This combination of things would make electricity more efficient and cheaper, he said. What sounds like a threat for an energy company could be just the opposite, he argued.
"If you can make my product cheaper, more attractive, then people will use more," he said in a speech last week.
Establishing a rate structure for solar
Revolutionary talk aside, some older ideas remain, namely with solar. For Southern, the details on how the company views solar are becoming increasingly important as a bill to allow consumers to enter into long-term financing agreements for solar panels continues to move swiftly through the Georgia Legislature (EnergyWire, Jan. 14).
Fanning doesn't consider rooftop solar panels and distributive forms of electricity to be disruptive when used by themselves. They are a natural evolution of the electric generation business and would only be disruptive when combined with energy storage, he said.
He's a fan of utility-scale solar, saying it's more economical. But Southern's Georgia Power subsidiary "has it on its list" that it should sell solar panels to customers -- if there are customers who want to buy the panels, Fanning said.
He argues customers who sell the excess solar electricity should only receive avoided cost, or the amount it would take to run the next-cheapest power plant, such as natural gas. They would not be able to sell back excess power for a full, 1-to-1 retail credit from Southern's utilities in a concept known as net metering.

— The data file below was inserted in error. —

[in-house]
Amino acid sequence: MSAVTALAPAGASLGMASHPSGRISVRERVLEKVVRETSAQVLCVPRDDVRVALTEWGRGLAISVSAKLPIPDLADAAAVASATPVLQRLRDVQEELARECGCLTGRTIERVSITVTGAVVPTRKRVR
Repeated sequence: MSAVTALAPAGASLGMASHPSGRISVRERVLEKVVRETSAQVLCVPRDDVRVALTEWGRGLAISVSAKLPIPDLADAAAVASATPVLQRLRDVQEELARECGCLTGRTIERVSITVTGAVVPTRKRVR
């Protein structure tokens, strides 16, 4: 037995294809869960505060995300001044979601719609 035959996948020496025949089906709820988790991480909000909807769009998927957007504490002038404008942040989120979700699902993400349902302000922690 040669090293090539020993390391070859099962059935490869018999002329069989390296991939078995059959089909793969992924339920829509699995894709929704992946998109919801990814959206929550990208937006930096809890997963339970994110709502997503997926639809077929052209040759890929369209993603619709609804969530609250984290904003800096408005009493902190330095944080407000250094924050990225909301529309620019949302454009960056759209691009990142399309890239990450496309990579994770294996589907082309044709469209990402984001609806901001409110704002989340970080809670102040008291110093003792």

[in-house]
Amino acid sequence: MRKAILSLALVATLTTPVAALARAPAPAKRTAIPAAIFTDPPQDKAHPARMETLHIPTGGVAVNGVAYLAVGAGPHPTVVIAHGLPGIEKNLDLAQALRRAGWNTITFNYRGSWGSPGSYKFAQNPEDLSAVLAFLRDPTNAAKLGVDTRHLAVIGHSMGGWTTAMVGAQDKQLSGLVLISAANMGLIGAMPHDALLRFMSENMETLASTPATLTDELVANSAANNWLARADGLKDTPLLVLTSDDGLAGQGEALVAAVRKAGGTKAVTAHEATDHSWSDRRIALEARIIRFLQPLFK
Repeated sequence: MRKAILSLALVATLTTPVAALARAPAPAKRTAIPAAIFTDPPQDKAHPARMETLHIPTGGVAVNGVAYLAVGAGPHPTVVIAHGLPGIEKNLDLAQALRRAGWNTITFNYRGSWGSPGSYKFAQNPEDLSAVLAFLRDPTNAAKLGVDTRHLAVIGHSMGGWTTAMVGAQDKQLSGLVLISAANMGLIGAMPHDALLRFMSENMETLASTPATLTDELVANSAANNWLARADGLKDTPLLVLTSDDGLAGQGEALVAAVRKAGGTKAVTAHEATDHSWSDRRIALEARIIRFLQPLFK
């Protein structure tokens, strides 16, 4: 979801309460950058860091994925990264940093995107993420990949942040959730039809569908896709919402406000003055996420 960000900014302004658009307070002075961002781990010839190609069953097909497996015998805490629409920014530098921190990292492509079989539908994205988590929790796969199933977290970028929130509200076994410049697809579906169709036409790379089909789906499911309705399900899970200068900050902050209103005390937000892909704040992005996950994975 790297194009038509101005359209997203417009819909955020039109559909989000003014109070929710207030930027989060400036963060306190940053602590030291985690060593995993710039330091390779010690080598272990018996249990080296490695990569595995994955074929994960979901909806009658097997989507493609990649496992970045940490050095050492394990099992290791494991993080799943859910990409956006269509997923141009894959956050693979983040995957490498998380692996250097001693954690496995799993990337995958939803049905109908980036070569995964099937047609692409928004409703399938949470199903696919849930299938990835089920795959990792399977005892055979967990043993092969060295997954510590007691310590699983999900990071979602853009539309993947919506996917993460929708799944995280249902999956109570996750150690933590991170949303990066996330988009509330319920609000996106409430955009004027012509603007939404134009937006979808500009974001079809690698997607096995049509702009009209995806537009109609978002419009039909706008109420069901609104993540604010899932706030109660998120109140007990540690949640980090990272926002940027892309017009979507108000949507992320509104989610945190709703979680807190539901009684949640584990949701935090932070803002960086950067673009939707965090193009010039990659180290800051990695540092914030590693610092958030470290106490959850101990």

"Avoided cost is the right concept because if you don't need the capacity and you add a [solar] panel, well, then why should everybody pay for it?" he said.
What's needed is a rate structure that reflects the value of the electric distribution system, Fanning said. This includes a price when the electricity is used as a backup when the sun isn't shining and the photovoltaic panels aren't producing electricity, he said.
"If you adequately reflect the value that those assets bring, then we're perfectly happy with moving ahead with distributed generation," he said.
Southern once had few renewables in its energy mix. Now growth across its four-state territory is sporadic. Georgia will have nearly 900 megawatts of solar power under contract by 2016 and is adding wind power.
In Florida, a state that has significant policy barriers to distributed solar, Southern's Gulf Power utility in the Panhandle recently announced deals to build utility-scale solar farms at three military bases.
Alabama Power and Mississippi Power have yet to add solar anywhere close to the scale of that in Georgia.
Fanning said the difference in each of Southern's territories simply reflects each state's values.
"We place great, great emphasis on the kind of local management for the state that [each of the regulated utilities] serve," he said. "What we want is to contribute to the success of every state as those states define success."
A plan for the Clean Power Plan
That business model likely will trickle down to how Southern and its utilities work with each state to meet carbon-reduction targets as set by EPA in its proposed Clean Power Plan, which aims to cut emissions from power plants. EPA has suggested states work together to form regional carbon markets, but it's unclear how many will do that.
Southern has discussed a multi-state plan but said there isn't enough time (ClimateWire, March 12).
Fanning said he thinks the best approach is to let every state have its own process.